A little-known banker in Canada called Paul Jenkins will know how the Bank of England's deputy Governor Paul Tucker is feeling right now. In 2007, the veteran of 35 years was the hot favourite to claim the Bank of Canada's top job but was pipped to the post by Mark Carney, who became the youngest central bank governor among the leading G7 nations.
Scroll forward five years and Mr Carney has done it again, overhauling a massive favourite in Mr Tucker, a Bank of England lifer, to plant the Maple Leaf flag atop the Old Lady of Threadneedle Street.
He will become the country's most powerful unelected official next July, when he succeeds Sir Mervyn King. The appointment stunned the City, and also proves the adage of never believing a story until it has been officially denied.
More than six months ago the Bank of Canada said it was "not accurate" that Mr Carney was approached as a potential candidate. The Canadian also denied it personally in an interview three months ago. Now he has leapfrogged a roster of rivals including Mr Tucker, Financial Services Authority chairman Adair, Lord Turner, and former BoE chief economist Sir John Vickers to claim the top job.
For Mr Tucker the blow is particularly savage: after a summer wobble induced by his mateyness with ousted Barclays chief executive Bob Diamond, he was seen universally as the overwhelming favourite for the job. Despite Sir Mervyn's comments yesterday that he "has much more to contribute in the years ahead", after three decades, he will surely feel that his future lies outside the bank.
So who are the City getting in Mr Carney? On paper he's an outsider, although he will seek British citizenship, but a look on his CV shows that the Square Mile is getting one of their own. A 47-year-old former Goldman Sachs veteran of 13 years, doing stints in New York, London, Tokyo and Toronto, he will have no trouble speaking to the bankers in a language they understand. After 10 years of Sir Mervyn and "the MA way", in reference to the monetary analysis unit which held sway as the central bank took on a decidedly academic bent, Chancellor George Osborne is drawing a stark line in the sand and setting a new course for the Bank of England.
But Mr Carney also ticks the boxes on the economics front, with degrees in economics from Harvard as well as a doctorate from Oxford in 1995. He knows his stuff.
Mr Carney also has a reputation as a policy hawk after taking some criticism for failing to cut interest rates swiftly in the first half of 2009. ING Bank economist Rob Carnell said: "Canada has emerged from the global financial crisis in better shape than any other G7 country, with lower public debt, and a stronger financial system. Whether this owes to great foresight or skilful policies is a moot point, but it leaves Mr Carney's reputation looking good.
"It is also worth pointing out that the BoC remains about the only G7 central bank with a tightening bias... though equally, this stance is more appropriate for Canada's own particular situation and we may find that he is quite different as BoE Governor."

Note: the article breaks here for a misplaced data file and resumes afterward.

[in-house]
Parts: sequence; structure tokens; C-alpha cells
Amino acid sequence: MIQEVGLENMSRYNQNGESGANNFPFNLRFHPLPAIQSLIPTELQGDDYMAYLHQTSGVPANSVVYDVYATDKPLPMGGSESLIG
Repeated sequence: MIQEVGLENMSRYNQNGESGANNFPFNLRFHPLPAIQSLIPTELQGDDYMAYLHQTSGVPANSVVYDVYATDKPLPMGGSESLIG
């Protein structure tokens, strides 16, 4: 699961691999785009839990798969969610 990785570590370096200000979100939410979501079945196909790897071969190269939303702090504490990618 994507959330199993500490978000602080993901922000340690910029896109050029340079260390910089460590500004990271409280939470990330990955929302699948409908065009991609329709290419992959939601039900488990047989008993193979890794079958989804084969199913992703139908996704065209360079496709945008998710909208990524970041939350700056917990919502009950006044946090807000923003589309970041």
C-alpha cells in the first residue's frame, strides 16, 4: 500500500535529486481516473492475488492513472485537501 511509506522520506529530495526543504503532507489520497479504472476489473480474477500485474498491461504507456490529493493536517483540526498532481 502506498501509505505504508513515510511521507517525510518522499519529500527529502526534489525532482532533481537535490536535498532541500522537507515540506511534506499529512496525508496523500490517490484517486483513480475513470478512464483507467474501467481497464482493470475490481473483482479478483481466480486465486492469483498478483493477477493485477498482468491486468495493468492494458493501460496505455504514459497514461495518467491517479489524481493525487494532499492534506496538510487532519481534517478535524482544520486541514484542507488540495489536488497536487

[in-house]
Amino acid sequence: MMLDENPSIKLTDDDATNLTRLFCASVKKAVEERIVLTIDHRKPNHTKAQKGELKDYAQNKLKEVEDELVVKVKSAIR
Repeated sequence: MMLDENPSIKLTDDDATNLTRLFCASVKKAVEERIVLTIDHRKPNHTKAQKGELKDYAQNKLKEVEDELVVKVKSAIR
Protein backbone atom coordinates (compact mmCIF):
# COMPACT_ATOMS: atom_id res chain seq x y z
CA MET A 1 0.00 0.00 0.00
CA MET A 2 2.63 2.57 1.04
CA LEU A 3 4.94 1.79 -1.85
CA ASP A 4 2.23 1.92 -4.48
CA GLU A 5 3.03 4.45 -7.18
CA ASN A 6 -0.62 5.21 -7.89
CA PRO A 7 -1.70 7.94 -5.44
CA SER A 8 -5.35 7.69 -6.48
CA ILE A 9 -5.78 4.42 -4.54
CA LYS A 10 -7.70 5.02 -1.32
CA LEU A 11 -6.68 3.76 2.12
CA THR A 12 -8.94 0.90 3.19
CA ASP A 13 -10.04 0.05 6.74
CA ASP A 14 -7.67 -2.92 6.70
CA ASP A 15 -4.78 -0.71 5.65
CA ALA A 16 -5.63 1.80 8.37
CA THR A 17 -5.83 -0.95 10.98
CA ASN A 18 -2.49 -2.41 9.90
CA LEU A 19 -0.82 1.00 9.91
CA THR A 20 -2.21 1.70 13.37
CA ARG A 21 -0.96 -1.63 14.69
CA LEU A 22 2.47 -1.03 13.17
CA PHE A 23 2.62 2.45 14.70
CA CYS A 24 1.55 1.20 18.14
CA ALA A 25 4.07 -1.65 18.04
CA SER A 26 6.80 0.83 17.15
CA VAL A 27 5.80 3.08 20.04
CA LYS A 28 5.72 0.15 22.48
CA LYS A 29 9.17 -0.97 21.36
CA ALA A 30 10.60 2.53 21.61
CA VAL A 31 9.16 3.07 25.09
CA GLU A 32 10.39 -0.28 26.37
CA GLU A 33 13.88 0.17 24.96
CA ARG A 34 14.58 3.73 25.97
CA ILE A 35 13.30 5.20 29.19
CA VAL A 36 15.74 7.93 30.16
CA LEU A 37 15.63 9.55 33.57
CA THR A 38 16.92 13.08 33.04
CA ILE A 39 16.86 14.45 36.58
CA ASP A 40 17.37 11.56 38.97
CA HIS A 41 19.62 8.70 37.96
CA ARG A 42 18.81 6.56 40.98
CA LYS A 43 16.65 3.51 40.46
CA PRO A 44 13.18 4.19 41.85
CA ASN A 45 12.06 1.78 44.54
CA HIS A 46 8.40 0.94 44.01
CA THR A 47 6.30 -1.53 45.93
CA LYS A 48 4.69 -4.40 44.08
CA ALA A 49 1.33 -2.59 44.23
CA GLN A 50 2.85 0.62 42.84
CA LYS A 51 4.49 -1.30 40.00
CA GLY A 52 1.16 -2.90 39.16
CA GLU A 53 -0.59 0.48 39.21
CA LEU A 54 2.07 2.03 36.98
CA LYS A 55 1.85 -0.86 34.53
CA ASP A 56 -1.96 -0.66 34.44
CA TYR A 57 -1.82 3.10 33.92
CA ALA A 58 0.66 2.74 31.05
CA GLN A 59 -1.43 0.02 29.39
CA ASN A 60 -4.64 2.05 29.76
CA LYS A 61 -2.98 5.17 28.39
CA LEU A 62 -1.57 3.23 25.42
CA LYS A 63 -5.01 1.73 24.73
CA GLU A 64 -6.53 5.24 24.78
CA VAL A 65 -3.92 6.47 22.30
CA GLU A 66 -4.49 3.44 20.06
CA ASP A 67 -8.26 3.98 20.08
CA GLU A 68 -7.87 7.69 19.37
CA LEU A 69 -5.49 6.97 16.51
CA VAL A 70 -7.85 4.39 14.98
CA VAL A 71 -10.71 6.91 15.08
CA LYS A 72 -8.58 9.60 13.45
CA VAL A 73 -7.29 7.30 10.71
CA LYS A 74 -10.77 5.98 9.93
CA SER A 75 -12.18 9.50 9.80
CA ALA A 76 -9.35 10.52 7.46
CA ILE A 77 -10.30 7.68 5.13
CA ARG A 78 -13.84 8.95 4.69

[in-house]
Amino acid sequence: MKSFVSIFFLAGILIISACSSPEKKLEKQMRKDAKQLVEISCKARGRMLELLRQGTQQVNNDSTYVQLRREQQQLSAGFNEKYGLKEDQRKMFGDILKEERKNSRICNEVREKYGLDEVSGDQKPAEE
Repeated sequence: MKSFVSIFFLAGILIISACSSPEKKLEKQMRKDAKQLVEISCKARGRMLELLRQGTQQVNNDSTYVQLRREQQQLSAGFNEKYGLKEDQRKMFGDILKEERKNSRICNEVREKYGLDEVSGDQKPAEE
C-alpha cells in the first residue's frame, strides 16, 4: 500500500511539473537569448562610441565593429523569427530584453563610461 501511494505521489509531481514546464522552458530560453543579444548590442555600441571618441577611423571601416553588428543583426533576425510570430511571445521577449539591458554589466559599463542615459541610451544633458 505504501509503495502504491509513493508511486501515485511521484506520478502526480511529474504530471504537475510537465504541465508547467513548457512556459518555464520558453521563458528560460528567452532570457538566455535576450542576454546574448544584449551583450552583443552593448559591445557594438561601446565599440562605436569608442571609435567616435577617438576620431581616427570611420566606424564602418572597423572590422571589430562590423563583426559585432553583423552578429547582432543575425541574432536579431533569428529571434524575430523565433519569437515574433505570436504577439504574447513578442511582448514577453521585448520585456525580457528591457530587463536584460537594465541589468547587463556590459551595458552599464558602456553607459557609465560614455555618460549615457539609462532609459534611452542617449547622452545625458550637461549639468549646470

Certainly the appointment continues the Chancellor's love affair with Canada after holding the nation up as the model for his own deficit-cutting strategy two years ago. But Canada's swingeing cuts in the 1990s were only possible due to strong economic growth elsewhere rather than carried out against the backdrop of a global slump. Much tighter controls on its banking system did however mean that Canada dodged the bullets of the subprime debacle.
Here Mr Carney's track record may have helped, particularly with the Bank due to take on reponsibility for bank regulation from next April. Investec's chief economist Philip Shaw said: "The Canadian banking system is widely regarded to be in good shape because of the BoC's approach to bank regulation ahead of the credit crisis."
Crucially Mr Carney can also use his status as an outsider to press on with the job of changing the culture of the Bank of England. A trio of independent reports commissioned by the Bank recently highlighted a culture of deference, where staff were reluctant to pose views unpopular with the Bank's top staff because of the potential damage to their careers. Mr Tucker was never realistically going to lead a cultural revolution.
IHS Global Insight's Howard Archer said: "The appointment... likely reflects the view that it is a good time to have a complete new broom... For all his strong qualities and experience, there was some concern that Tucker had spent all of his career within the Bank of England, so may find this harder to achieve."
After a stunning coup, and with a bulging in tray, the Canadian will have plenty of sweeping to do.
That Goldman touch: ultimate advantage
For a certain stratum of banker, it's got to be Goldman.
Whatever role Wall Street's vampire squid played in the global banking crisis it has failed to make executives who have served their dues there, including Mark Carney, the next Bank of England Governor, any less employable.
If recruiters want someone with strong operational experience, they hunt out CVs that feature early years spent at the management consultancy McKinsey. For all-out financial clout, they go for Goldman.
The bank's former chief Henry Paulson, George Bush's last Treasury secretary, was the architect of Wall Street's bailout, while Robert Rubin, who served under Bill Clinton, had a similar apprenticeship before chairing Citigroup. The list within Washington goes on.
Closer to home, Paul, now Lord, Deighton, was rewarded for his stewardship of London's Olympic organising committee with a role as a Treasury minister. Gavyn Davies, the former BBC chairman and another alumnus, tweeted Mr Carney's appointment was "a big surprise, but a pleasant one. It is a bold appointment."